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How I’d aim to make £90 a month in passive income by buying dividend shares

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Passive income is money one receives without working for it. Passive income isn’t necessarily about funding a luxurious lifestyle of beach holidays and Ferraris. It can be as simple as a little more money each month to help pay a mobile phone bill or cover a fancy meal out with a loved one.

Here’s how I would plan to make £90 a month in passive income, by investing in dividend shares.

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What are dividend shares?

Shares are effectively fractions of a company. When I buy a share, I basically own a tiny bit of that company.

If the company generates profits, it can choose to distribute them as dividends. That doesn’t always happen. Companies may keep some funds back to use in their business. But dividend shares are ones that often pay out dividends. Dividends are never guaranteed, which is one reason I try to diversify my portfolio across a variety of shares and business sectors.

Dividend shares as passive income

I like dividend shares as a form of passive income. Unlike some passive income ideas, there really is little effort involved for me. Once I buy a share, I can sit back and watch the money come in when dividends are paid. I don’t have to set up an online shop. I don’t have to find customers. I don’t have to chase unpaid invoices.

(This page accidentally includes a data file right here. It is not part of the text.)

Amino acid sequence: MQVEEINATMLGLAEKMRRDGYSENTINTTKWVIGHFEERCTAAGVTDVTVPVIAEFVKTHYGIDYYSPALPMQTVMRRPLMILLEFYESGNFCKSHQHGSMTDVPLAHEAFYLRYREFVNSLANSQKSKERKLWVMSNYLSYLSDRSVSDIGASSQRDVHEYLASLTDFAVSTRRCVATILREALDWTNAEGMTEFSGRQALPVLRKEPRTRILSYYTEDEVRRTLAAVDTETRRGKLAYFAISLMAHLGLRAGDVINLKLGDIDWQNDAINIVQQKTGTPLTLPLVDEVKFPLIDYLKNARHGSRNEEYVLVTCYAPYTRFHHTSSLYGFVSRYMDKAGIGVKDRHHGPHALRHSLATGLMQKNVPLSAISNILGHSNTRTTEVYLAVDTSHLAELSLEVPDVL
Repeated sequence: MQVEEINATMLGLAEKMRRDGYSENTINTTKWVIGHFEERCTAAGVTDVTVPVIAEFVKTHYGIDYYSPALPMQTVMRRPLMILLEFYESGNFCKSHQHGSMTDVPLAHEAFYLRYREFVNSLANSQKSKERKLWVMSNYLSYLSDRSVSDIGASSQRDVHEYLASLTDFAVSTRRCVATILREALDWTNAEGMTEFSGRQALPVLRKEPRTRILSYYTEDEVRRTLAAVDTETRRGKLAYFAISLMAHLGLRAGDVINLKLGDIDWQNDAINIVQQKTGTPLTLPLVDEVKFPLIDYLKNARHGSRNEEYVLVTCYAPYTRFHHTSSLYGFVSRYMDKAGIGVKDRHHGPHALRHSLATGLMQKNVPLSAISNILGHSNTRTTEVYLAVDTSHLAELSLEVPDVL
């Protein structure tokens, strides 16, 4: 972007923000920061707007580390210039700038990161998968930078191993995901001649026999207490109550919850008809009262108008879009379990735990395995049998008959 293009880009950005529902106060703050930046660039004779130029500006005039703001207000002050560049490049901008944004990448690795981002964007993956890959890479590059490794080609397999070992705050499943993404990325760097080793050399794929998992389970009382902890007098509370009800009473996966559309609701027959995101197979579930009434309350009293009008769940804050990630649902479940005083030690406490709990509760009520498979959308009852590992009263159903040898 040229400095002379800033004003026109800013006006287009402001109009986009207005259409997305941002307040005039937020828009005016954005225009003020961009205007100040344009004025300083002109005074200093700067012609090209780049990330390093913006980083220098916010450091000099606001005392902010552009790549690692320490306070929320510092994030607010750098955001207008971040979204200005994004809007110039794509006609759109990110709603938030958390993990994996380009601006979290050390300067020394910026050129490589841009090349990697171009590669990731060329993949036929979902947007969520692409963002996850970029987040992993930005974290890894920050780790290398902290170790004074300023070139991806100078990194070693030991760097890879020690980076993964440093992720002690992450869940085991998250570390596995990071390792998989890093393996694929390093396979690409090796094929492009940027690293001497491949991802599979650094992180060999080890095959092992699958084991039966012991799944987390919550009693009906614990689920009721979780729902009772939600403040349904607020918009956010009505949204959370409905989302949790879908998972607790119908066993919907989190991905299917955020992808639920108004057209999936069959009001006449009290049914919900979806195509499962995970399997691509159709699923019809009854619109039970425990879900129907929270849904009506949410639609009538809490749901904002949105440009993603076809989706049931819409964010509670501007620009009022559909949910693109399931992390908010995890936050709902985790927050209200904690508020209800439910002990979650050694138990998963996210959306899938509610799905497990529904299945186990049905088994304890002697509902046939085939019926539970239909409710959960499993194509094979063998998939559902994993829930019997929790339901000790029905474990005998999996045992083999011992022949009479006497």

Unlike some passive income sources, though, I can’t start earning passive income with no money upfront. To buy dividend shares for passive income, I’ll need to have some money. This can be a lump sum, or it could be something I build up over time by putting a little money each month into a Stocks and Shares ISA.

Doing the maths

How much would I need to invest to try and generate £90 a month in passive income?

That depends how much the shares I buy ‘yield’ – in other words, what percentage of the share price the dividend represents. If I buy shares with a yield of 1%, I’d need to invest £108,000 to generate £90 in monthly passive income. But if the shares yield 5%, I’d only need £21,600.

Higher yields aren’t necessarily better, though. They can also be a danger signal that the market is worried a company’s payout level is unsustainable, for example, due to future profit declines. I never buy shares based on yield alone. I do some research to help me understand a company’s future prospects.

Choosing the passive income ideas

I’d try to reduce my risk by diversifying my share picks. But I would focus firmly on dividends. So, for example, there may be shares I think have growth prospects but don’t pay dividends. For passive income, I wouldn’t buy them.

By contrast, I’d be willing to invest in companies that I think have limited growth prospects, such as National Grid and Imperial Brands, because of their attractive dividend yields. Using the average yield of 5% example above, I’d be looking to buy less than £22,000 worth of shares. I’d split the money between at least five business sectors for diversification, and choose no more than two companies in any one sector. Here’s an example of a passive income portfolio I could build on that basis.

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Christopher Ruane owns shares in Imperial Brands. The Motley Fool UK has recommended Imperial Brands and National Grid. Views expressed on the companies mentioned in this article are those of the writer and therefore may differ from the official recommendations we make in our subscription services such as Share Advisor, Hidden Winners and Pro. Here at The Motley Fool we believe that considering a diverse range of insights makes us better investors.

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